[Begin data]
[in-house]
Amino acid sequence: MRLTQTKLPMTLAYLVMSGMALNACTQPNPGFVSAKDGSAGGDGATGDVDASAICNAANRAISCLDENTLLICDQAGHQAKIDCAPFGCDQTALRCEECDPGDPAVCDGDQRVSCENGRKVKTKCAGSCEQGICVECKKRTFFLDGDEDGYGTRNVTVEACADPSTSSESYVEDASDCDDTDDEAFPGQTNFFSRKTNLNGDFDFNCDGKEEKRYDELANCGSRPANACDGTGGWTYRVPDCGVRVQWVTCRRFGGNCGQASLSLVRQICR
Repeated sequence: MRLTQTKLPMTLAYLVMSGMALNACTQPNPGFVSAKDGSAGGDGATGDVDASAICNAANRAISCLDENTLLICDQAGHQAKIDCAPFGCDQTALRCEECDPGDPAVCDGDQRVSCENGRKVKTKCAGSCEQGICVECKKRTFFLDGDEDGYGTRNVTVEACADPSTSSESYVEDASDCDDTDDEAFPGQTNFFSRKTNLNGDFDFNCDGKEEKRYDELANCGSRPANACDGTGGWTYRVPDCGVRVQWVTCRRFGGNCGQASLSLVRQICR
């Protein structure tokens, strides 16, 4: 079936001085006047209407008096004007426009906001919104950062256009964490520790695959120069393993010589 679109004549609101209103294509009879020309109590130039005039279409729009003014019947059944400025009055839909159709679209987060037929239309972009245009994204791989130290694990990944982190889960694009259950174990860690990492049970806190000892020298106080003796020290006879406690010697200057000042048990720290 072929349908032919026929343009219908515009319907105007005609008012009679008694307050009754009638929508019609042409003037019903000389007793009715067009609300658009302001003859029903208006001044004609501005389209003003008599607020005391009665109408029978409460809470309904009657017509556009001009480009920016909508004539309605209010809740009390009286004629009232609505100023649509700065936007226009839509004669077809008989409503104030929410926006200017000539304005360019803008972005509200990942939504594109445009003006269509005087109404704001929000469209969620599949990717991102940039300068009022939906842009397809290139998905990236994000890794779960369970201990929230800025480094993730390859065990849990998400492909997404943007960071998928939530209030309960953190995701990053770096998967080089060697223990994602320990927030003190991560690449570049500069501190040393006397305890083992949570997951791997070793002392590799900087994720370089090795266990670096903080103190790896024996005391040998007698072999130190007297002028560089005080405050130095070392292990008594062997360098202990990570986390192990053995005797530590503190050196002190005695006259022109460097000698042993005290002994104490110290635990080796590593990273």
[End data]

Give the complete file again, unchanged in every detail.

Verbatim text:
[in-house]
Amino acid sequence: MRLTQTKLPMTLAYLVMSGMALNACTQPNPGFVSAKDGSAGGDGATGDVDASAICNAANRAISCLDENTLLICDQAGHQAKIDCAPFGCDQTALRCEECDPGDPAVCDGDQRVSCENGRKVKTKCAGSCEQGICVECKKRTFFLDGDEDGYGTRNVTVEACADPSTSSESYVEDASDCDDTDDEAFPGQTNFFSRKTNLNGDFDFNCDGKEEKRYDELANCGSRPANACDGTGGWTYRVPDCGVRVQWVTCRRFGGNCGQASLSLVRQICR
Repeated sequence: MRLTQTKLPMTLAYLVMSGMALNACTQPNPGFVSAKDGSAGGDGATGDVDASAICNAANRAISCLDENTLLICDQAGHQAKIDCAPFGCDQTALRCEECDPGDPAVCDGDQRVSCENGRKVKTKCAGSCEQGICVECKKRTFFLDGDEDGYGTRNVTVEACADPSTSSESYVEDASDCDDTDDEAFPGQTNFFSRKTNLNGDFDFNCDGKEEKRYDELANCGSRPANACDGTGGWTYRVPDCGVRVQWVTCRRFGGNCGQASLSLVRQICR
């Protein structure tokens, strides 16, 4: 079936001085006047209407008096004007426009906001919104950062256009964490520790695959120069393993010589 679109004549609101209103294509009879020309109590130039005039279409729009003014019947059944400025009055839909159709679209987060037929239309972009245009994204791989130290694990990944982190889960694009259950174990860690990492049970806190000892020298106080003796020290006879406690010697200057000042048990720290 072929349908032919026929343009219908515009319907105007005609008012009679008694307050009754009638929508019609042409003037019903000389007793009715067009609300658009302001003859029903208006001044004609501005389209003003008599607020005391009665109408029978409460809470309904009657017509556009001009480009920016909508004539309605209010809740009390009286004629009232609505100023649509700065936007226009839509004669077809008989409503104030929410926006200017000539304005360019803008972005509200990942939504594109445009003006269509005087109404704001929000469209969620599949990717991102940039300068009022939906842009397809290139998905990236994000890794779960369970201990929230800025480094993730390859065990849990998400492909997404943007960071998928939530209030309960953190995701990053770096998967080089060697223990994602320990927030003190991560690449570049500069501190040393006397305890083992949570997951791997070793002392590799900087994720370089090795266990670096903080103190790896024996005391040998007698072999130190007297002028560089005080405050130095070392292990008594062997360098202990990570986390192990053995005797530590503190050196002190005695006259022109460097000698042993005290002994104490110290635990080796590593990273």